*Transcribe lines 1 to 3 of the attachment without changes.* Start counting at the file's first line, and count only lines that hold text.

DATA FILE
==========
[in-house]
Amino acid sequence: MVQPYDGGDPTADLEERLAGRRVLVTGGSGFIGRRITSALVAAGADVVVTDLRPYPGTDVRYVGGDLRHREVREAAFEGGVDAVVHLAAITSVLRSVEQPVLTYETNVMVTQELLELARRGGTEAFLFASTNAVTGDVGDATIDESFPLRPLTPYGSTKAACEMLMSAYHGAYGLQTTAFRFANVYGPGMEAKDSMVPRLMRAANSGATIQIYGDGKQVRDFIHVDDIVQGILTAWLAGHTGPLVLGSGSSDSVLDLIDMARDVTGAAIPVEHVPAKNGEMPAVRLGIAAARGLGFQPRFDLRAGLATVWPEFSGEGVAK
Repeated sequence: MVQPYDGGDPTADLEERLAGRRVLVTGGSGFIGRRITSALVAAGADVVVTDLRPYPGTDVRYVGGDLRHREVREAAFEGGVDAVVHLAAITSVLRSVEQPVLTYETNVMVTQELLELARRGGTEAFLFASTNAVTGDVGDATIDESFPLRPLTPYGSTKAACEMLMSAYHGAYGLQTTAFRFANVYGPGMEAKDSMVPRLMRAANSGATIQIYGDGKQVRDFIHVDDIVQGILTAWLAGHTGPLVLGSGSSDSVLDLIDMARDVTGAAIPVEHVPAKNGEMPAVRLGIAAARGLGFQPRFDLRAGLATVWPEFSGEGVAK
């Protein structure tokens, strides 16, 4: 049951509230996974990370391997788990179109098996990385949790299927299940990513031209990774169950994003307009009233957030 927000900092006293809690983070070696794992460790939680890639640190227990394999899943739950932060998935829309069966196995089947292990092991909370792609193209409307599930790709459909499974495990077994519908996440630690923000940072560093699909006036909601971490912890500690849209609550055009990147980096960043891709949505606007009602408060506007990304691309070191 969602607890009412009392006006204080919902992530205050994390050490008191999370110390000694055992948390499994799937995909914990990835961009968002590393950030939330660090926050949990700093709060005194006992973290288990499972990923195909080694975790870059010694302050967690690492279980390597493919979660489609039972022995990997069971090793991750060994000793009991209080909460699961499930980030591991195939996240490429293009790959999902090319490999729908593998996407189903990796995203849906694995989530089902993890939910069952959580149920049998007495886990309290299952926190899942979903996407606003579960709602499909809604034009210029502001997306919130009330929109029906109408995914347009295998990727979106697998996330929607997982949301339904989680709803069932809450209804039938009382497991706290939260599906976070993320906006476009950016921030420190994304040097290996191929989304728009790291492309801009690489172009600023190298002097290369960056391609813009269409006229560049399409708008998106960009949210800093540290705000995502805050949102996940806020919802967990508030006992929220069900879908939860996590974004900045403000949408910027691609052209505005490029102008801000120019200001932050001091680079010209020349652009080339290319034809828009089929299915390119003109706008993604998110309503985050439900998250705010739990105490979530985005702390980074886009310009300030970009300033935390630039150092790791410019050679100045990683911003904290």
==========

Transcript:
[in-house]
Amino acid sequence: MVQPYDGGDPTADLEERLAGRRVLVTGGSGFIGRRITSALVAAGADVVVTDLRPYPGTDVRYVGGDLRHREVREAAFEGGVDAVVHLAAITSVLRSVEQPVLTYETNVMVTQELLELARRGGTEAFLFASTNAVTGDVGDATIDESFPLRPLTPYGSTKAACEMLMSAYHGAYGLQTTAFRFANVYGPGMEAKDSMVPRLMRAANSGATIQIYGDGKQVRDFIHVDDIVQGILTAWLAGHTGPLVLGSGSSDSVLDLIDMARDVTGAAIPVEHVPAKNGEMPAVRLGIAAARGLGFQPRFDLRAGLATVWPEFSGEGVAK
Repeated sequence: MVQPYDGGDPTADLEERLAGRRVLVTGGSGFIGRRITSALVAAGADVVVTDLRPYPGTDVRYVGGDLRHREVREAAFEGGVDAVVHLAAITSVLRSVEQPVLTYETNVMVTQELLELARRGGTEAFLFASTNAVTGDVGDATIDESFPLRPLTPYGSTKAACEMLMSAYHGAYGLQTTAFRFANVYGPGMEAKDSMVPRLMRAANSGATIQIYGDGKQVRDFIHVDDIVQGILTAWLAGHTGPLVLGSGSSDSVLDLIDMARDVTGAAIPVEHVPAKNGEMPAVRLGIAAARGLGFQPRFDLRAGLATVWPEFSGEGVAK